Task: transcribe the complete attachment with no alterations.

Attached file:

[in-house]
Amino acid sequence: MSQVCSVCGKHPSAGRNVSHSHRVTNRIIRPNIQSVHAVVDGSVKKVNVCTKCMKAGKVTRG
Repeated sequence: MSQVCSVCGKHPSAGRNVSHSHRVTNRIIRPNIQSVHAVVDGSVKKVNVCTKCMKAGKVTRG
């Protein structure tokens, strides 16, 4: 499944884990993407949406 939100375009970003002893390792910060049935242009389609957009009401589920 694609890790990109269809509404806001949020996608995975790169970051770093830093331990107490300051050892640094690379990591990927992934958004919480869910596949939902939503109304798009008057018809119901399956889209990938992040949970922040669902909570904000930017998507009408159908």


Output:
[in-house]
Amino acid sequence: MSQVCSVCGKHPSAGRNVSHSHRVTNRIIRPNIQSVHAVVDGSVKKVNVCTKCMKAGKVTRG
Repeated sequence: MSQVCSVCGKHPSAGRNVSHSHRVTNRIIRPNIQSVHAVVDGSVKKVNVCTKCMKAGKVTRG
């Protein structure tokens, strides 16, 4: 499944884990993407949406 939100375009970003002893390792910060049935242009389609957009009401589920 694609890790990109269809509404806001949020996608995975790169970051770093830093331990107490300051050892640094690379990591990927992934958004919480869910596949939902939503109304798009008057018809119901399956889209990938992040949970922040669902909570904000930017998507009408159908």